CONCACAF Women’s World Cup qualifying group stage is complete, and the semifinal matchups are set. At the top, everything went according to expectations, with the United States and Canada taking relatively easy paths to 9 points. But below the big names, things were a bit more unsettled. In the Cary group, Panama rode an outstanding performance from their young goalkeeper Yenith Bailey to beat Mexico to second place. Meanwhile, down in Edinburg, Jamaica’s impressive team performance, combined with a little bit of luck, was enough to see them past Costa Rica.
That sets up a semifinal clash between the United States and Jamaica. And while the US will be heavy favorites, they certainly shouldn’t get complacent. This Jamaica team has already impressed, and is improving with every game. Plus, they have absolutely nothing to lose. Even if they get blown out by the US, they’ll still have two more chances to qualify. So they’re likely to treat this like playing with house money.
Jamaica players to watch
If Jamaica has any hope of pulling off a historic upset, the key will be their young talismanic striker Khadija (Bunny) Shaw, a prolific goal-scorer who is in the midst of a stellar college season for the University of Tennessee and providing the game-winning goal to secure Jamaica’s win over Costa Rica in the group stage. This will be the first chance for many to see Shaw play, and it’s worth paying close attention. She’s going to be a big name in world soccer for many years to come.
In terms of style, she embodies the modern forward: quick, powerful, physically dominant, but with plenty of of skill to complement the athleticism. The combination makes for a devastating package, and it will be a real task for the US center backs to keep her in check.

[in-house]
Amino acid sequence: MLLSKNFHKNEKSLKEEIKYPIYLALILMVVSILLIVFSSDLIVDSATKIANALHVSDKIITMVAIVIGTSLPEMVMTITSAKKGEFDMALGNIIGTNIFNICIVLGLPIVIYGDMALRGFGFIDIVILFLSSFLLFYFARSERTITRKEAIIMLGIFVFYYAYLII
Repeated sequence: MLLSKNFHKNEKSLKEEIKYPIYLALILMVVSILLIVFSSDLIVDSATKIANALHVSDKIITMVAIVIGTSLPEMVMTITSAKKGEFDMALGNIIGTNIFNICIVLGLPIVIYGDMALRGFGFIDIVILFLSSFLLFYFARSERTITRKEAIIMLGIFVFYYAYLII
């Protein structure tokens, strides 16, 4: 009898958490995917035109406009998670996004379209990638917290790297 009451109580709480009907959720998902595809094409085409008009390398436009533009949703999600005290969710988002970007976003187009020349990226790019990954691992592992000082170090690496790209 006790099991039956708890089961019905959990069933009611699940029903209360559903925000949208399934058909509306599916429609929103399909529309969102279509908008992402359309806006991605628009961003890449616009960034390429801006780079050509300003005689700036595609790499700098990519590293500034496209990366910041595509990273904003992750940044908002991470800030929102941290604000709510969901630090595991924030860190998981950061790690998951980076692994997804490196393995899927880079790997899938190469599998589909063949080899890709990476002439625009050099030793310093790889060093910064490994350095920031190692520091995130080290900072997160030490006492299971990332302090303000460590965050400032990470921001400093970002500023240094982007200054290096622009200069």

However, as became clear in Jamaica’s group stage games, the easiest way to contain Shaw is simple: choke off her supply. Deny her access to the ball, and there’s very little they can do to pose a threat. That means that Jamaica’s chances will depend on the midfield’s ability to connect enough passes to get the ball into dangerous spaces. And here, the odds get far narrower for them. Against both Canada and Costa Rica, Jamaica struggled with their passing efficiency—giving the ball away far too often, and under far less pressure than they’re likely to face from the swarming US defense. Against Canada, they relied heavily on long balls to try to build their attack—a strategy that coach Hue Menzies said was designed to capitalize on Shaw being good in the air, and her ability to get behind defenses. But it didn’t work. Time after time, balls went up and came down on Canadian heads. With relatively weak legs at the back, Jamaica often struggled to lift the ball far enough to even pick out Shaw, much less give her a chance to get behind the defense.
Given the US high press, Jamaica may well find themselves pinned back and forced into a similar strategy. If so, it could be a long day for them. But they do have some other options, and may try to use them. First is Chinyelu Asher, who played an important holding role in the group stages, stopping attacks and then building play from the reset. They’ll also need peak performances from Deneisha Blackwood and Trudi Carter attacking wide, using their speed to open up the defense. Neither Blackwood nor Carter are blessed with anything like the skill of a Mallory Pugh or Megan Rapinoe, but they do their best to make up for it with workrate. If they can use their pace to exploit the wings, Jamaica will have a far better chance to get Shaw on the ball close enough to goal to make a difference. If not, it will probably be a long night for them.